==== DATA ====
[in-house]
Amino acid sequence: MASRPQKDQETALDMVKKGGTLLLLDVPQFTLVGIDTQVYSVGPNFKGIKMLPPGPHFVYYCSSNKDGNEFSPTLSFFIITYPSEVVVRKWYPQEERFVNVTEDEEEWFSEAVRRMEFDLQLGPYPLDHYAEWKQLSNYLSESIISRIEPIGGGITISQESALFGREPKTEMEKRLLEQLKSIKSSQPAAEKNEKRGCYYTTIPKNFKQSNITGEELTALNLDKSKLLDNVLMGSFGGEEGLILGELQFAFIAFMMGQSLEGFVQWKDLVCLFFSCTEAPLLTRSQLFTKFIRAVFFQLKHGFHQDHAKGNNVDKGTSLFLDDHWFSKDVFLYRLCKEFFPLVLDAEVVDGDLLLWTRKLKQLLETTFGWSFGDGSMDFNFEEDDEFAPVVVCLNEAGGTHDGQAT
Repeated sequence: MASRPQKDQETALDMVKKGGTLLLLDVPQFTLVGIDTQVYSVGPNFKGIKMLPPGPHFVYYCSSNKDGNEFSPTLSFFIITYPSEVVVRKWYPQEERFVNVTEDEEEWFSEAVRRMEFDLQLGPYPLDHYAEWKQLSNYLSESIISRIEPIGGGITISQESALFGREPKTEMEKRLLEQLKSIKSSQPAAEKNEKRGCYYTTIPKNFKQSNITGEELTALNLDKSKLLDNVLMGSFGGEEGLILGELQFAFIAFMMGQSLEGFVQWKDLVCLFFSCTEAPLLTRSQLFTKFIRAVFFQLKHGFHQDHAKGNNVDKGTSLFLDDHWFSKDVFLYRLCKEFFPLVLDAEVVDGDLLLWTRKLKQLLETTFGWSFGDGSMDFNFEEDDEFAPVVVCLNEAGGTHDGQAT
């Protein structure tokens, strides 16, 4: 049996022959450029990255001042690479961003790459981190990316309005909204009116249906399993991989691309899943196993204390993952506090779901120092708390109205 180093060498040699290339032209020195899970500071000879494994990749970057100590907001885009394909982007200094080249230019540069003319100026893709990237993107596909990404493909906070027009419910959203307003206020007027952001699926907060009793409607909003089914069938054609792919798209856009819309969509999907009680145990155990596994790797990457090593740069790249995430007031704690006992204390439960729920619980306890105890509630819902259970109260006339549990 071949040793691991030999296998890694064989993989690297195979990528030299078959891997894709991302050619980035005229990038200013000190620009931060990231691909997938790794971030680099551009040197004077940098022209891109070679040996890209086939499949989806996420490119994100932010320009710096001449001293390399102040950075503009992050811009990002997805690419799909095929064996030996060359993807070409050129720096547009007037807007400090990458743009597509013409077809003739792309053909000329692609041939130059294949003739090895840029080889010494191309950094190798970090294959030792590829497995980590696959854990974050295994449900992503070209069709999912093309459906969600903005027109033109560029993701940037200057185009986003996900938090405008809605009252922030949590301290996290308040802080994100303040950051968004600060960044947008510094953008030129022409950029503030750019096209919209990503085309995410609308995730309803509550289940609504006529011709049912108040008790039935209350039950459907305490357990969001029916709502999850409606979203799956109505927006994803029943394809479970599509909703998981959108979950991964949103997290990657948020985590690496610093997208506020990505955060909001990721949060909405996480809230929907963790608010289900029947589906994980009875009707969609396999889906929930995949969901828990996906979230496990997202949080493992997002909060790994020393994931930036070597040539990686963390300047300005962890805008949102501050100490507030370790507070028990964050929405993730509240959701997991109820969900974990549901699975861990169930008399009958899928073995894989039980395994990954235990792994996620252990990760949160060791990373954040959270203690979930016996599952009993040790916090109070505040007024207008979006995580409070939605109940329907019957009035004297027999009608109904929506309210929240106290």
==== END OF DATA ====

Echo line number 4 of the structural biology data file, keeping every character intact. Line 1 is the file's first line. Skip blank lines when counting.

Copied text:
């Protein structure tokens, strides 16, 4: 049996022959450029990255001042690479961003790459981190990316309005909204009116249906399993991989691309899943196993204390993952506090779901120092708390109205 180093060498040699290339032209020195899970500071000879494994990749970057100590907001885009394909982007200094080249230019540069003319100026893709990237993107596909990404493909906070027009419910959203307003206020007027952001699926907060009793409607909003089914069938054609792919798209856009819309969509999907009680145990155990596994790797990457090593740069790249995430007031704690006992204390439960729920619980306890105890509630819902259970109260006339549990 071949040793691991030999296998890694064989993989690297195979990528030299078959891997894709991302050619980035005229990038200013000190620009931060990231691909997938790794971030680099551009040197004077940098022209891109070679040996890209086939499949989806996420490119994100932010320009710096001449001293390399102040950075503009992050811009990002997805690419799909095929064996030996060359993807070409050129720096547009007037807007400090990458743009597509013409077809003739792309053909000329692609041939130059294949003739090895840029080889010494191309950094190798970090294959030792590829497995980590696959854990974050295994449900992503070209069709999912093309459906969600903005027109033109560029993701940037200057185009986003996900938090405008809605009252922030949590301290996290308040802080994100303040950051968004600060960044947008510094953008030129022409950029503030750019096209919209990503085309995410609308995730309803509550289940609504006529011709049912108040008790039935209350039950459907305490357990969001029916709502999850409606979203799956109505927006994803029943394809479970599509909703998981959108979950991964949103997290990657948020985590690496610093997208506020990505955060909001990721949060909405996480809230929907963790608010289900029947589906994980009875009707969609396999889906929930995949969901828990996906979230496990997202949080493992997002909060790994020393994931930036070597040539990686963390300047300005962890805008949102501050100490507030370790507070028990964050929405993730509240959701997991109820969900974990549901699975861990169930008399009958899928073995894989039980395994990954235990792994996620252990990760949160060791990373954040959270203690979930016996599952009993040790916090109070505040007024207008979006995580409070939605109940329907019957009035004297027999009608109904929506309210929240106290």